Today, there is no one condition monitoring software (CMS) system for blades that’s perfect. SCADA and CMS data can give some indication of severe blade damage, but there’s too much noise and false positives. Some blades have been saved by manually reviewing this data.
Additionally, sensors currently have no communication between turbines. For instance, if an extreme event happens at one turbine, no information goes to other neighboring turbines.
Addressing this challenge in 2023 will save stakeholders a ton of time and resources and change the maintenance game.
6. Owning/accessing your own data
As more companies are looking for ways to make data-driven decisions, taking charge of and understanding their own data is absolutely critical. 2023 is likely to see an increased number of operators that are considering self-operation or are insistent on contractual language that guarantees them quick and easy access to the data gathered about their turbines. There’s a growing desire to own/access data and use it to make more efficient and effective decisions, which will increase profits.
7. More wind owners add co-located batteries
Compared to other renewable energy sources, such as solar, the wind industry has previously fallen behind in terms of how it integrates battery storage with generation projects. In 2023, wind plus storage projects are expected to become more popular across the global market.
A majority of this growth will come from new build projects, but in a market where operators are seeking to make capacity additions and maximize their assets, co-locating batteries will become a more attractive alternative.
8. Increasing use of artificial intelligence
As AI technology becomes more advanced and in-demand, it’s likely that it will soon replace some human-powered roles and lead to increased automation. However, it’s important for stakeholders to remember that AI can’t magically automate entire processes overnight.
“Don’t use machine learning as a one size fits all solution,” says Shweta Khushu, AI Engineering Manager at SkySpecs. “Always approach machine learning with the mindset of solving the problem and organically applying it when it makes sense. Don’t let the data and the algorithm make decisions over the human mind just yet.”
As budgets tighten and companies look for ways to cut costs, machine learning and AI is one area to watch closely.
9. Supply chain issues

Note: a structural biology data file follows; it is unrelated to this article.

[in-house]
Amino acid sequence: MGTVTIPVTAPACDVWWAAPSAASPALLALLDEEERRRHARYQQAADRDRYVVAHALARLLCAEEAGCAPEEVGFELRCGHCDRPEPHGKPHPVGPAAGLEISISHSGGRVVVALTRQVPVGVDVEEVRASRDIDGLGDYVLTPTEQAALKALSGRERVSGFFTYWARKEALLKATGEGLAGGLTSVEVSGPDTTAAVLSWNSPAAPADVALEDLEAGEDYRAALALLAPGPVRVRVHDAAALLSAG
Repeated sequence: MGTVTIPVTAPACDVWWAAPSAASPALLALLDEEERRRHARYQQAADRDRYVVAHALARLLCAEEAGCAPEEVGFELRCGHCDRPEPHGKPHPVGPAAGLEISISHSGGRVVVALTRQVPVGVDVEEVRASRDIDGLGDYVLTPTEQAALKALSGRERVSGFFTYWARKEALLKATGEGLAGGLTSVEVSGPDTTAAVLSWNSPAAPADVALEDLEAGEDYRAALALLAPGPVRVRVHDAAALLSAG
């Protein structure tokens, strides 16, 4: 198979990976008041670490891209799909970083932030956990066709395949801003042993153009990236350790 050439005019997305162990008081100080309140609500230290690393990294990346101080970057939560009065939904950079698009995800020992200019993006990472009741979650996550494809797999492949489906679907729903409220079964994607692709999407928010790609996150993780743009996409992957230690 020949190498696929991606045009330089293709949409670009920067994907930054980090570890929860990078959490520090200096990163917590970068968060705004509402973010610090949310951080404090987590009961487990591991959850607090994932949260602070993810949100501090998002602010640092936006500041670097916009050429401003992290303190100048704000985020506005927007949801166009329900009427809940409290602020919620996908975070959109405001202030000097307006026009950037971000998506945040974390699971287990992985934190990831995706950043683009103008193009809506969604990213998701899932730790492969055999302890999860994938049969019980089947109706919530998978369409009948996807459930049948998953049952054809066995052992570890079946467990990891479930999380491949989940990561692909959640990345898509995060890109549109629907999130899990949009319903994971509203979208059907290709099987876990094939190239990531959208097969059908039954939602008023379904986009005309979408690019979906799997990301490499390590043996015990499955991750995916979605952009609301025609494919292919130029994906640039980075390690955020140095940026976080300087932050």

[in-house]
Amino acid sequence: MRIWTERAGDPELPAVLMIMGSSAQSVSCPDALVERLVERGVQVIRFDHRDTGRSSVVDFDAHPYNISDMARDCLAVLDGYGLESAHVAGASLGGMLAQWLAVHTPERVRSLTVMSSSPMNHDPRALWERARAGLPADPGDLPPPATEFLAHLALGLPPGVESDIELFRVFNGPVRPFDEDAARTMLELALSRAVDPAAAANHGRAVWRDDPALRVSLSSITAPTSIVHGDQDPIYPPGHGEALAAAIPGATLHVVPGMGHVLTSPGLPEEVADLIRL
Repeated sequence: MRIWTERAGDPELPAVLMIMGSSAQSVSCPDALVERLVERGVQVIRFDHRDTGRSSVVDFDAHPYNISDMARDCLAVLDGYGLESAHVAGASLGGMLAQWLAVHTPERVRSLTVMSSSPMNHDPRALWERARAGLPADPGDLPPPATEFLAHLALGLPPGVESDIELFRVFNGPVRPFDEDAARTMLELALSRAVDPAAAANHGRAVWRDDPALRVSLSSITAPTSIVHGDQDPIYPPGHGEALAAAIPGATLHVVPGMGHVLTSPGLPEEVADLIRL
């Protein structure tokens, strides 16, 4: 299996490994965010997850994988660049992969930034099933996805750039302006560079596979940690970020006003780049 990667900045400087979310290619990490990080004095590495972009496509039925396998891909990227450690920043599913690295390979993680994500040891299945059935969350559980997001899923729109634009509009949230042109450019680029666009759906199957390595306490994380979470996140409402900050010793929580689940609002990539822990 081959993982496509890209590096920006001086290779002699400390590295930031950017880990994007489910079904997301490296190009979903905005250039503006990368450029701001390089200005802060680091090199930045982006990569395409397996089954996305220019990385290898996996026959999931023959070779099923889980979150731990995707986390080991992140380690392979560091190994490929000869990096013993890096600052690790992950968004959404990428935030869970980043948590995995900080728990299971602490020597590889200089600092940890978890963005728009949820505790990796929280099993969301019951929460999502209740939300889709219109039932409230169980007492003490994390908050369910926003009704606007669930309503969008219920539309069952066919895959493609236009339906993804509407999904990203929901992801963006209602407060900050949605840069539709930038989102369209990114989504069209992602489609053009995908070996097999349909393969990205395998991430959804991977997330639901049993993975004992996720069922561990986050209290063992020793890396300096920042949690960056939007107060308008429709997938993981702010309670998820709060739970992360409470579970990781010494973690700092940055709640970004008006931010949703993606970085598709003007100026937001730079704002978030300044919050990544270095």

Industries across the globe are experiencing supply chain issues, but renewable energy faces a significant obstacle — permitting. While the EU agreed to accelerate renewable permits, the US senate failed to pass the Building American Energy Security act in 2022. In accordance with the bill, all types of American energy and mineral infrastructure would have been accelerated, while retaining environmental laws and community input.
Often, it takes between three to seven years to secure necessary permits, which is why stakeholders are pushing for longer-term policy changes. Developers are putting substantial projects together, lining up investors, submitting surveys and environmental studies, and trying to get permits — this process is so lengthy that the typical short-term policies don’t help this industry much.
Without the help of all levels of government, permitting will continue to be a major challenge for the wind industry in 2023.
10. High energy costs contribute to push for renewable energy
Global instability and climate change continue to disrupt the energy market as a whole, and the necessity of investing in renewables and the benefits of wind are more and more clear. The war in Ukraine and the resulting repercussions on energy costs, particularly in Europe, show no signs of slowing down as 2023 begins.
Additionally, extreme weather events caused by climate change continue to impact countries across the globe, from droughts and heatwaves in Europe to powerful hurricanes, and extreme cold in North America. If action is not taken in 2023 to invest in more renewable energy sources with higher generating capacity and a lower levelized cost of energy (LCOE), both consumers’ pockets and safety will continue to hurt.
How to stay ahead of the pack
As 2023 begins, the economic impact of the COVID-19 pandemic still remains present in the global economy, and geopolitical tensions are only piling on to this economic turbulence. However, governments have refocused their attention on ensuring energy security and improving grid systems, and policies and legislation are being enacted around the world to ensure energy affordability and work to lower the cost of living.
The organizations and industries that will stay ahead of the pack and persist through these challenges are those that engage with experts who have the knowledge and resources to generate growth and stability.
Looking for help with wind energy assets in 2023? SkySpecs offers purpose-built technologies and services so our customers can deliver the most efficient energy generation in the world, including asset health and management software.